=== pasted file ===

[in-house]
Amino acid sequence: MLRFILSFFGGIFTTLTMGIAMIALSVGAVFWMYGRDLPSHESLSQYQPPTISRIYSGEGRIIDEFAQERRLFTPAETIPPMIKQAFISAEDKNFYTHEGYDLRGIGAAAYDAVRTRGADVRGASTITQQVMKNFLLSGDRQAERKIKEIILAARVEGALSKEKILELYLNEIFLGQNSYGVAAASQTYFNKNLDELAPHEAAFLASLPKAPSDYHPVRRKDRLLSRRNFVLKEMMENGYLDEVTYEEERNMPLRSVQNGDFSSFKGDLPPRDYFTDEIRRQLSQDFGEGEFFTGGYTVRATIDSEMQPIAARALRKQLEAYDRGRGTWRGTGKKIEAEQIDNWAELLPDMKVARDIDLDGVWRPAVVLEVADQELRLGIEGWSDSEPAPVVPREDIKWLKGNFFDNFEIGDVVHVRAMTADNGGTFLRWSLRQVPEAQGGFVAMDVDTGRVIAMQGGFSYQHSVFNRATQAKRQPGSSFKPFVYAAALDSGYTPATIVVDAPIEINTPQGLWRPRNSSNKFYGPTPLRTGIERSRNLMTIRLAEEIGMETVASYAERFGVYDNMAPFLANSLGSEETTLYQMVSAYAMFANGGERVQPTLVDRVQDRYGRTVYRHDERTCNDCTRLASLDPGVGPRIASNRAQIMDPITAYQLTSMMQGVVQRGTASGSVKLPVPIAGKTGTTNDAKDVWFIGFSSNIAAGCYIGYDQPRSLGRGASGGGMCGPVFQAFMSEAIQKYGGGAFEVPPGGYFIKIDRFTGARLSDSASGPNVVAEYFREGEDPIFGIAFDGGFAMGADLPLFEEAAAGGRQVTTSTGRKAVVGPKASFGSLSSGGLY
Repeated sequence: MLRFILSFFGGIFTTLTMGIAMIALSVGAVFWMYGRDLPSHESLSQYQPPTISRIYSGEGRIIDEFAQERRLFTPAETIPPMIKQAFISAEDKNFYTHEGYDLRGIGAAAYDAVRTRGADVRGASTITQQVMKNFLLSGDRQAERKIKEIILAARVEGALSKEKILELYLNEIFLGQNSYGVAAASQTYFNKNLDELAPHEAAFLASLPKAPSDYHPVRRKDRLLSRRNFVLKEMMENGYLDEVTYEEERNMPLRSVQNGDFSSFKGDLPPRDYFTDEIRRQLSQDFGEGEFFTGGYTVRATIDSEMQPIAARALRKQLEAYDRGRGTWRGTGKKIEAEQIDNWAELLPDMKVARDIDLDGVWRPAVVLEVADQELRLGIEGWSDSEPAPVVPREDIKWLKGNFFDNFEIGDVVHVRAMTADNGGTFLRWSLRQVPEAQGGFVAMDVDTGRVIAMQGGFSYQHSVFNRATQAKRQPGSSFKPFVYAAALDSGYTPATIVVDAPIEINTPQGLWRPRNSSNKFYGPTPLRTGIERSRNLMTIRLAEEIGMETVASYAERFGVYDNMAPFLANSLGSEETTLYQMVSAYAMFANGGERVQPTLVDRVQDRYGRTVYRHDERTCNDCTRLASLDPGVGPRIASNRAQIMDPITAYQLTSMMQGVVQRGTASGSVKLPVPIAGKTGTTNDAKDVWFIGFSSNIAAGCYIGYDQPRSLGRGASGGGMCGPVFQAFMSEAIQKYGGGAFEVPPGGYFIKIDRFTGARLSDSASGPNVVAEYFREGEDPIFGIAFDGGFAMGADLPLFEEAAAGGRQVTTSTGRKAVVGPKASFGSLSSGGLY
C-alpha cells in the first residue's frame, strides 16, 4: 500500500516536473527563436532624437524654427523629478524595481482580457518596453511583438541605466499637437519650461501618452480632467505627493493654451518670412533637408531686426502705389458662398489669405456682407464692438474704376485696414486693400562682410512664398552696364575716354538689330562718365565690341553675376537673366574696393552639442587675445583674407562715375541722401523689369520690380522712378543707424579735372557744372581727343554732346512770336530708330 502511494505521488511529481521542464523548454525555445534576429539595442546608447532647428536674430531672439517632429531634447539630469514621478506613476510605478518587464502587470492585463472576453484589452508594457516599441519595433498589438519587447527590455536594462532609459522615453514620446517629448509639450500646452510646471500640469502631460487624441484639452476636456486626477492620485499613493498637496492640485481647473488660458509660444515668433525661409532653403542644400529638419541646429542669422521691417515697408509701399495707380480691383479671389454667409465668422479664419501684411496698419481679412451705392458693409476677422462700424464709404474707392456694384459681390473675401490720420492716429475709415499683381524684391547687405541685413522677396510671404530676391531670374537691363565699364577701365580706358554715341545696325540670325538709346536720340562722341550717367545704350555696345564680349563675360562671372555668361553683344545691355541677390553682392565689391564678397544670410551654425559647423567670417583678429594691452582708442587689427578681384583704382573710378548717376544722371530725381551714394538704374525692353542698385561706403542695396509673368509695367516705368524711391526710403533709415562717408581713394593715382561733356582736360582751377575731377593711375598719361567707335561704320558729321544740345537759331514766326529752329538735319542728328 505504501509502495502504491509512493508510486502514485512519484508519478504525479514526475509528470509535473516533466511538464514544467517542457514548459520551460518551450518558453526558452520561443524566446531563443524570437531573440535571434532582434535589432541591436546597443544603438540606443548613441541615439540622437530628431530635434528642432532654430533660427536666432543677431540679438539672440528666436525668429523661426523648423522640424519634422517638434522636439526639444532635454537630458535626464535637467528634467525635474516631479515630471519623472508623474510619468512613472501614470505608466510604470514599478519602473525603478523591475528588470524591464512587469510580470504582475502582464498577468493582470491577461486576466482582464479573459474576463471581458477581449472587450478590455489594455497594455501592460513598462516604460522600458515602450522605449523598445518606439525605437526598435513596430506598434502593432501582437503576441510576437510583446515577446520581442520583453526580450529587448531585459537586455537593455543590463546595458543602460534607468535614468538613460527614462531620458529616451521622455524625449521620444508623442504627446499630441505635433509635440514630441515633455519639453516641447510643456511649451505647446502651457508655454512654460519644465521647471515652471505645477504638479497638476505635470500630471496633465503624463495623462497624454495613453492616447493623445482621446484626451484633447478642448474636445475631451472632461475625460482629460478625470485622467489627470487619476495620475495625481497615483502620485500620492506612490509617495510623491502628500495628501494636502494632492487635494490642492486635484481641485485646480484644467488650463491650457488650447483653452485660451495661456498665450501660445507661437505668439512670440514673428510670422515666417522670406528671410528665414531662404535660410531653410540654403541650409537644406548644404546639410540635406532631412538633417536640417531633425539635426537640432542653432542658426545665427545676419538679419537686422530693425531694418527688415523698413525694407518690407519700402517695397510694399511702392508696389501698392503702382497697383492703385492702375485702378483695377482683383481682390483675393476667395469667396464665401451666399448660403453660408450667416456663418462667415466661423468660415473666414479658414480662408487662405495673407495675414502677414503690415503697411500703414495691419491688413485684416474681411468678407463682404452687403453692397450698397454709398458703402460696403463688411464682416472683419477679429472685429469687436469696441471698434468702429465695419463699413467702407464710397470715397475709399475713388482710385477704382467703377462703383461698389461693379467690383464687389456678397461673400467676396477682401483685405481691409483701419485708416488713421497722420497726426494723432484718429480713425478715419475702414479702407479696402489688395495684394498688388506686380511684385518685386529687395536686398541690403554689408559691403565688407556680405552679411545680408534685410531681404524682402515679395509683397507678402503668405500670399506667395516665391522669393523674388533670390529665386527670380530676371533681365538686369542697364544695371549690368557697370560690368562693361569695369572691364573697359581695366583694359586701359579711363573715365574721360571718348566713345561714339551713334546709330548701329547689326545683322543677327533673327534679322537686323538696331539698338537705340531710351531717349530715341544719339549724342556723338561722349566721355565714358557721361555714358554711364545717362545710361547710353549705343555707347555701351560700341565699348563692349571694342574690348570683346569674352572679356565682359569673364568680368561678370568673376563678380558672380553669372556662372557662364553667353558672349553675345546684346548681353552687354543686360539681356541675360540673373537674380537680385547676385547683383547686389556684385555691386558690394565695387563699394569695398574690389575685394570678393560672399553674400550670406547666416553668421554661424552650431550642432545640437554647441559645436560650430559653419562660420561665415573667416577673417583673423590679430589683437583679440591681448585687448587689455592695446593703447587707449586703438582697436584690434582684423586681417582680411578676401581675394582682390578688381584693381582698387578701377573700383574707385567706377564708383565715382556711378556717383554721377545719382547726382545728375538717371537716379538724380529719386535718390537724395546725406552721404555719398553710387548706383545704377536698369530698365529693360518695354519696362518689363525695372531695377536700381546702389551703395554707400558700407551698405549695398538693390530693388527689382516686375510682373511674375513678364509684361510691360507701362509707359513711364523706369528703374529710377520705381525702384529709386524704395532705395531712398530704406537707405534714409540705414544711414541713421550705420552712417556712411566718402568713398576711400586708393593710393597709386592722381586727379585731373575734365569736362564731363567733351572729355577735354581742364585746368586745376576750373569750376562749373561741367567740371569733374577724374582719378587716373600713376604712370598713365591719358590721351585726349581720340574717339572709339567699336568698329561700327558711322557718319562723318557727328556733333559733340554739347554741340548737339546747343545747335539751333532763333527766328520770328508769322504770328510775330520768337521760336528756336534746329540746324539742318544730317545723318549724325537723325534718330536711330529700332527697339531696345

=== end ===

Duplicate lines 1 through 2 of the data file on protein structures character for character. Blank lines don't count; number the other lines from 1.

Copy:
[in-house]
Amino acid sequence: MLRFILSFFGGIFTTLTMGIAMIALSVGAVFWMYGRDLPSHESLSQYQPPTISRIYSGEGRIIDEFAQERRLFTPAETIPPMIKQAFISAEDKNFYTHEGYDLRGIGAAAYDAVRTRGADVRGASTITQQVMKNFLLSGDRQAERKIKEIILAARVEGALSKEKILELYLNEIFLGQNSYGVAAASQTYFNKNLDELAPHEAAFLASLPKAPSDYHPVRRKDRLLSRRNFVLKEMMENGYLDEVTYEEERNMPLRSVQNGDFSSFKGDLPPRDYFTDEIRRQLSQDFGEGEFFTGGYTVRATIDSEMQPIAARALRKQLEAYDRGRGTWRGTGKKIEAEQIDNWAELLPDMKVARDIDLDGVWRPAVVLEVADQELRLGIEGWSDSEPAPVVPREDIKWLKGNFFDNFEIGDVVHVRAMTADNGGTFLRWSLRQVPEAQGGFVAMDVDTGRVIAMQGGFSYQHSVFNRATQAKRQPGSSFKPFVYAAALDSGYTPATIVVDAPIEINTPQGLWRPRNSSNKFYGPTPLRTGIERSRNLMTIRLAEEIGMETVASYAERFGVYDNMAPFLANSLGSEETTLYQMVSAYAMFANGGERVQPTLVDRVQDRYGRTVYRHDERTCNDCTRLASLDPGVGPRIASNRAQIMDPITAYQLTSMMQGVVQRGTASGSVKLPVPIAGKTGTTNDAKDVWFIGFSSNIAAGCYIGYDQPRSLGRGASGGGMCGPVFQAFMSEAIQKYGGGAFEVPPGGYFIKIDRFTGARLSDSASGPNVVAEYFREGEDPIFGIAFDGGFAMGADLPLFEEAAAGGRQVTTSTGRKAVVGPKASFGSLSSGGLY